After me and Vicky had bought our first house, most DIY was done by either her uncle or by her brother who by that time was showing the family talent for being great at DIY and general handiwork. One of the first things that Vicky wanted doing, however, was a job she considered small enough and innocuous enough that even I couldn't mess up. What was she thinking? It was a coat-hanger to go on the back of the door to under-stairs cupboard. A large metal hook that only needed three wood-screws inserting. Even I could do that. Yes, ok!! You're ahead of me. Being the disaster area I am, I didn't consider that the hook should be attached where beneath the veneer (these were hollow interior doors, not solid ones) the main wood frame was situated. So there I was, feeling quite confident as the screws, one after another, went easily into the wood (how was I supposed to know it was only fibreboard???), and with a flourish of the screwdriver, announced the job completed. Vicky came in with a heavy outdoor winter coat and put it in on the hook. It was most satisfying that the hook remained firmly attached to the door panel. It was rather spoiled by the door panel detaching itself from the door and parking itself on the floor with a rather sullen thump. Earning me another one of her range of 'looks', one I would become familiar with over the years.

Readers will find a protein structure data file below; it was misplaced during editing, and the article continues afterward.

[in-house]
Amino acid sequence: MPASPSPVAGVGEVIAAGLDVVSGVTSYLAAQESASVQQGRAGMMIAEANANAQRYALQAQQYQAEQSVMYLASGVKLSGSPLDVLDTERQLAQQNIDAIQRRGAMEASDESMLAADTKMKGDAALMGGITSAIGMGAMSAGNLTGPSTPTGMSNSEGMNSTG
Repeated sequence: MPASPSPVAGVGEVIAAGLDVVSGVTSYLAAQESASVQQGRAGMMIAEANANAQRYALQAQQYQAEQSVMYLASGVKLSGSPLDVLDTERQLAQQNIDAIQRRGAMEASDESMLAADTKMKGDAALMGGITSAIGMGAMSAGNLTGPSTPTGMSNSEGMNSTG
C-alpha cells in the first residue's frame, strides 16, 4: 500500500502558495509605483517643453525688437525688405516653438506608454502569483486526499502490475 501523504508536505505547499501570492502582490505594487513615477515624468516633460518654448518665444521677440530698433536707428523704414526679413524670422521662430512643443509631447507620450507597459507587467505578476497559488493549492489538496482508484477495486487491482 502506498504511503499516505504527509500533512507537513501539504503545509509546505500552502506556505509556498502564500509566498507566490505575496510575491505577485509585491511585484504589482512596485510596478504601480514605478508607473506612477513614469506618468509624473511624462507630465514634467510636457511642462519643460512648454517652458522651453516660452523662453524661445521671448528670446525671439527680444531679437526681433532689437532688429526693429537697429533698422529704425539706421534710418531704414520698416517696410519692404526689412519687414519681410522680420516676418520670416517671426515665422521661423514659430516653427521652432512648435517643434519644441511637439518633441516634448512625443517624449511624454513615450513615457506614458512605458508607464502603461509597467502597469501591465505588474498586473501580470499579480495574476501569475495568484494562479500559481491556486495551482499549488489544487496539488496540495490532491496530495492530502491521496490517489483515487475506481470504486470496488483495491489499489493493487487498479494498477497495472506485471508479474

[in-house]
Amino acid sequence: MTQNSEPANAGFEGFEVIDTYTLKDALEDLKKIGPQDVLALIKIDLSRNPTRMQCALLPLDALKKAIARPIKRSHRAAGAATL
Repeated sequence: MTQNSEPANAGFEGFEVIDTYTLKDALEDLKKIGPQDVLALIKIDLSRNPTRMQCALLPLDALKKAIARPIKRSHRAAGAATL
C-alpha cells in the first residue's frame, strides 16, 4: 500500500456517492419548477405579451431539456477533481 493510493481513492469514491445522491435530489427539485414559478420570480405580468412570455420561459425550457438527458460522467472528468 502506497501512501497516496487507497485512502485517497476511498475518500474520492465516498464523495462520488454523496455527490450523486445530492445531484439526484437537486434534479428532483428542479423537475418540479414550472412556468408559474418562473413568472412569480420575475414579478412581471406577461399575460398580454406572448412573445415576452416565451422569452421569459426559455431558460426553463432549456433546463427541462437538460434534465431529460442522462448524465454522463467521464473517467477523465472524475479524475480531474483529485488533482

After such mishaps I became relegated to helper and tool-passer to whichever member of her family was doing a particular job. However, I discovered on more than one occasion that the joke about 'demolish it yourself' was actually not a handicap, but an asset. When trying to remove some interior walls to extend the kitchen, Vicky's uncle said he was having problems taking down the old brickwork because it was so solidly built. Her brother jokingly said 'get Mitch to do it, he's great at demolition'. Everyone laughed, which really pissed me off. Picking up a sledge-hammer (remember that most of my adult life i was built like a twig) I applied it with such force that the wall was a pile of rubble in short order. I felt a certain satisfaction that comes with destruction (another male trait. One I am happy to say I WAS born with!! LOL). Of course, once the demolition was over, I returned once more to obscurity while the real work was done of building piers to support the metal I-beam that in turn would support the ceiling.